Monday, September 30, 2013

“I Can’t Hire You Because You’re Black”

Jim Crow
"I Can’t Hire You Because You’re Black” and Would “Scare Away the Customers”.  Uh-huh.  Yeah, right.  

This happened in Queens, NYC.  I was born and grew up in Queens.  But this didn't happen back in the 1950s or '60s.  Oh, no, no, no.  This happened TWO YEARS AGO. 

Isn't this what people were marching about 50 years ago - jobs and freedom?  

Click here to read more about this shameful incident.  

Another shameful thing - stuff like this happens every day, but not everybody takes action like this young sista did.  

Looking for work, or know someone who is?  See Black Success:  Finding the Job You Want. 

Click here for more resources for your job search.

Here's to your success!

Thursday, September 26, 2013

Aimé Césaire Centennial at the Schomburg

Aimé Césaire
The Schomburg Center for Research in Black Culture in NYC, in association with Columbia University and Medgar Evers College, will be holding a series of events to commemorate the life and work of Aimé Césaire at the centennial of his birth.  

Aimé Césaire was a noted writer, scholar and political leader from Martinique, who is credited with coining the term Negritude. Césaire is known as the father of Negritude.  

Negritude (which can be translated as "Blackness") was a Francophone African and Caribbean movement of the 1920s, '30s and '40s which stressed the importance of accepting and celebrating Blackness, and understanding Black history and culture.  

Césaire wrote poems, plays and a biography of Toussaint L'Ouverture, hero of the Haitian Revolution.  

Negritude was influenced by Langston Hughes and other writers of the Harlem Renaissance, most notably Claude McKay, another writer of Caribbean origin.  Other members of the Negritude movement included Franz Fanon, Algerian author of Wretched of the Earth and Black Skin, White Masks.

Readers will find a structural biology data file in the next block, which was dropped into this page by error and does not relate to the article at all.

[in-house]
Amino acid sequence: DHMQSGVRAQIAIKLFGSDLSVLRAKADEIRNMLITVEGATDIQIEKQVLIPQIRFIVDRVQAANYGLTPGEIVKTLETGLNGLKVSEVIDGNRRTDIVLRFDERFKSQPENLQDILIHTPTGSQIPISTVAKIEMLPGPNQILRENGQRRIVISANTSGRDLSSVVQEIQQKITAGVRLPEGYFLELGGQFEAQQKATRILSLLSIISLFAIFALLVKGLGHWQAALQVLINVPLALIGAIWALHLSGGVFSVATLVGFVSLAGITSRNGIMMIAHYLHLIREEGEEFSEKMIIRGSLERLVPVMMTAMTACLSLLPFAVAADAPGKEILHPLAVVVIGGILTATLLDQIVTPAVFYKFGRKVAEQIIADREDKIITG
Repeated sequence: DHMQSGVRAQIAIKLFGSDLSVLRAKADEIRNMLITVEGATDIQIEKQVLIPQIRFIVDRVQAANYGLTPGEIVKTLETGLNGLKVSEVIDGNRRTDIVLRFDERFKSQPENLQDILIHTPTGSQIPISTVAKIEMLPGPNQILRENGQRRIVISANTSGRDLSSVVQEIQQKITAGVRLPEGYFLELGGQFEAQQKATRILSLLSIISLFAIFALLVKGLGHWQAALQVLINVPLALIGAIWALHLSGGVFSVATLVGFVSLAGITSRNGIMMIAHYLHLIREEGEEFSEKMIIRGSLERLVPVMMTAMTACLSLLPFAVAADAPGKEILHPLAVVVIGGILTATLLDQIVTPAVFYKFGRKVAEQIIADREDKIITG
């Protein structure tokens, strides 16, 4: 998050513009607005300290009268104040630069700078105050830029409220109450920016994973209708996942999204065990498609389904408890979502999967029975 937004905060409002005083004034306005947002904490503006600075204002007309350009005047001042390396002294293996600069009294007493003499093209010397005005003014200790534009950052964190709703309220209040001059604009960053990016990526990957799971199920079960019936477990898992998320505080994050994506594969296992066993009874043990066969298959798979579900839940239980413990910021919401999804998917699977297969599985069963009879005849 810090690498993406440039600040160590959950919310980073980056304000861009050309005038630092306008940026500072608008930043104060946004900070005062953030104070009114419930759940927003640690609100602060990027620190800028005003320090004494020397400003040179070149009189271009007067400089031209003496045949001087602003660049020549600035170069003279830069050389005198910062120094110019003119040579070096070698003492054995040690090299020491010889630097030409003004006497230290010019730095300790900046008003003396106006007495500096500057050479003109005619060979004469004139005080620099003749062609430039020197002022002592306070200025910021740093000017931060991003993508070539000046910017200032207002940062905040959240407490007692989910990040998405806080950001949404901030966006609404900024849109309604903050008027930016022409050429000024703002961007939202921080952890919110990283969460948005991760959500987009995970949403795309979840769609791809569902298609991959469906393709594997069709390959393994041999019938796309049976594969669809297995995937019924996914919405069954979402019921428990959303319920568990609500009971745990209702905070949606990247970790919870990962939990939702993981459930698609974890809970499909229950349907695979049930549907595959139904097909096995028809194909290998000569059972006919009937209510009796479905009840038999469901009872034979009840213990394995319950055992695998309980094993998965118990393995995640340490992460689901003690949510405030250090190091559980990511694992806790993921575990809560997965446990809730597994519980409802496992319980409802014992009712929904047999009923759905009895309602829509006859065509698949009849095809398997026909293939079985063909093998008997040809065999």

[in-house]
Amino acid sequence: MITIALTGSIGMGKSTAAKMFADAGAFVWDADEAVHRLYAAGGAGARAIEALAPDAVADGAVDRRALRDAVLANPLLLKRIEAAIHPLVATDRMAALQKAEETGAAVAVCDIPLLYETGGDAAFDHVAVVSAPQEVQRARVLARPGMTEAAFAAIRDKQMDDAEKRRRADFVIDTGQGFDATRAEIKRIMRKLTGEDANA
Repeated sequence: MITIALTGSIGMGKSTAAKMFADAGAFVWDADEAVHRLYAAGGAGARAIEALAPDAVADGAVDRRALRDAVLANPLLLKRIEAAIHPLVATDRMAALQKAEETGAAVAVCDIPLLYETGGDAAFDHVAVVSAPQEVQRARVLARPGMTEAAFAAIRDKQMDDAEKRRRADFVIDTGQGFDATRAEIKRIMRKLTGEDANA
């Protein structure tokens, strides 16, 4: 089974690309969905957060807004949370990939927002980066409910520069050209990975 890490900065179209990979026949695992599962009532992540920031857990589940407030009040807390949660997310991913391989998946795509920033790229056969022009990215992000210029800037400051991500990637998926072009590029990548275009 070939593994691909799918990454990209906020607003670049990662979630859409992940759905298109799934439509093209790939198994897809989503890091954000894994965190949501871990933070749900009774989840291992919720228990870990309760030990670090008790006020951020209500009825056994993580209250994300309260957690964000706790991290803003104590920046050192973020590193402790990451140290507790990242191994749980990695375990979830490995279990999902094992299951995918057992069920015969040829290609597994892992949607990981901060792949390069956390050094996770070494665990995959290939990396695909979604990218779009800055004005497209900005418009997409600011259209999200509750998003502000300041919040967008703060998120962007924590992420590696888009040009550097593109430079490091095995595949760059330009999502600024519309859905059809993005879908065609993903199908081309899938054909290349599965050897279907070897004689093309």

Events include a screening of A Voice for History, a film by Euzhan Palcy; a live stage performance of Césaire's classic work Notebook of a Return to My Native Land [in English]; and a performance and discussion of Césaire's  A Season in the Congo, which explores Patrice Lumumba's fight to free his country from Belgian colonial rule.  

For details, see:  Black History and Cultural Events.  

Tuesday, September 24, 2013

Black Scientists and Inventors

It is so important to celebrate Black achievers and role models. Black young people often do not think about careers in the sciences when considering their career options.  

Many of them think studying the sciences is not "cool", and experience peer pressure to avoid studying, as Henry Bonsu pointed out in Black Success Stories

Click here to read my new article on Black Scientists and Inventors.  

The article includes an interview with Keith C. Holmes, author of Black Inventors, Crafting Over 200 Years of Success.  

Black Inventors is now available in over 800 national, state, university and public libraries, including museums, research centers and schools as a paperback in 30 countries

Wednesday, September 18, 2013

Black Success: The Benefits of Meditation

Black Success:  Benefits of Meditation 
The benefits of Buddhist meditation can be enjoyed by anyone. You don’t have to be a Buddhist, or even be interested in Buddhism, to enjoy the benefits of meditation.  
People, companies and organisations are constantly making demands on our time.  When you meditate, you are taking time and space for yourself.  Don't let anything intrude on that.  

Listen to the short audio below for more on the benefits of meditation.  

Click here for an audio about Inner Harmony.  

Click here for more Black Success audios.  

Click here for Success Strategies for Black People.  

Click here for What You Don't Want Us to Know.